Perspective

_MG_3627.JPGI daydream sometimes about cutting loose, traveling the country and world to make amazing photos and write captivating accounts of them and somehow make a living with it all. If that’s ever going to happen, it’s a long way away. The idea can feel unattainable, like I’ve failed to grasp its secret, after years of galleries and art shows with only a handful of sales. I can’t afford the newest camera or travel for weeks or months at a time like Thomas Mangelsen or Ed Cooley, whose gallery is just down the street. It’s a bitter feeling that author Tom McAllister happened to describe perfectly in an article yesterday. Even after three books and prestigious reviews, his book reading events drew depressingly tiny audiences. He asked his wife before one reading if he could simply leave.

But just in the last couple of days, McAllister and my dad and others have reminded me of a different perspective to take on all of this: We write books or pursue some other creative work first for ourselves, because we love and need to do it. I’ve realized that my bitterness ignores a lot of important things, like the support I have gotten from loved ones and a few strangers, the blessing in having any of this to worry about, my gratitude for people like you who give me some of your time and attention. It ignores the old joy in the doing, the joy in my search with no end for new places and new points of view on familiar ones.

This post is about that last part. Some of us last weekend hiked and camped around Devil’s Den State Park and the surrounding Ozark National Forest, which are like old friends at this point. I sought different perspectives and explored them a little further than I have before. I did my regular hunt for new shapes and colors of fungi. In literally the last few minutes of the trip, I also found a spectacular reminder of why I do this.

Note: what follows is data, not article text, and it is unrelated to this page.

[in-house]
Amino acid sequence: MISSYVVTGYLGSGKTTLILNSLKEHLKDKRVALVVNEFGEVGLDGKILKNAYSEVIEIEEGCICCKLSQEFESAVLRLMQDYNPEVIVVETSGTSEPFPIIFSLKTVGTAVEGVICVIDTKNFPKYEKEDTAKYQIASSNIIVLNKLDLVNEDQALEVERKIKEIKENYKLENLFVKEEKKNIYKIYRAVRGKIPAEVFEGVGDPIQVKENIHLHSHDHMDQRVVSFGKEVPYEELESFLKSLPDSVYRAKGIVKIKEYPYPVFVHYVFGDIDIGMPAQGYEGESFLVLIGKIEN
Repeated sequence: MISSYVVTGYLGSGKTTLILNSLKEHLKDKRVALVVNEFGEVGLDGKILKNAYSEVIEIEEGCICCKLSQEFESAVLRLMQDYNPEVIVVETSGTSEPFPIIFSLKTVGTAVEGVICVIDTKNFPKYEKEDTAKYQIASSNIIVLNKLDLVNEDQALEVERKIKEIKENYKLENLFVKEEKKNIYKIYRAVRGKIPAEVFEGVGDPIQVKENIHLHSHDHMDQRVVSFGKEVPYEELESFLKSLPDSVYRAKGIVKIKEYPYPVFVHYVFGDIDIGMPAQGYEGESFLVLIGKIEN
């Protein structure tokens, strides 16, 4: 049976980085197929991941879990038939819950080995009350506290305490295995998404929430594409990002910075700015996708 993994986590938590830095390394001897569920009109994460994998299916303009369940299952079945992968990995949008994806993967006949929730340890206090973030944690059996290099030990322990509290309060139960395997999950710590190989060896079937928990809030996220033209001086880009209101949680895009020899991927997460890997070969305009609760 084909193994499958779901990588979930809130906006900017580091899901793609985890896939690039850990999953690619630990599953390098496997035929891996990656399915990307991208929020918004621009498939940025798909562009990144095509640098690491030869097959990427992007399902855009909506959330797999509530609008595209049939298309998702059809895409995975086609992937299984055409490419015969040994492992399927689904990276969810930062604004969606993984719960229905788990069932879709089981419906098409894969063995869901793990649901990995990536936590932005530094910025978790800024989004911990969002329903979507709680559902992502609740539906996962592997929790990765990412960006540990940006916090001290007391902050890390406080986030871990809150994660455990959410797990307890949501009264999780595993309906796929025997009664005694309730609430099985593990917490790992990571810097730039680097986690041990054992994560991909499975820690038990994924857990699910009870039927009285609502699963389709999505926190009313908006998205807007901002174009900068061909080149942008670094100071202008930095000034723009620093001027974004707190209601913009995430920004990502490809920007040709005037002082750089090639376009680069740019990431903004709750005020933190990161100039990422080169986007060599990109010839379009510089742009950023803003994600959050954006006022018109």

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_MG_3926.JPGI saw this vivid, foot-wide fungal behemoth just off the Devil’s Den Trail, gasped absurdly loudly and exclaimed a profanity a few times to myself. The prize seemed to glow in the undergrowth. It was easily the most magnificent fruiting body I have ever seen in person. I breathed quickly, terrified of not getting the perfect shot of it. I excitedly pointed it out to everyone passing by. I couldn’t help but smile for the rest of the hike. It’s ridiculous and nerdy, and I loved it.

And I’ve still only just begun. Thanks, as always, for looking.

Dan

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The One Rule

_C1_6593Skateboarding, foosball, bowling, Ultimate — this was a weekend of games.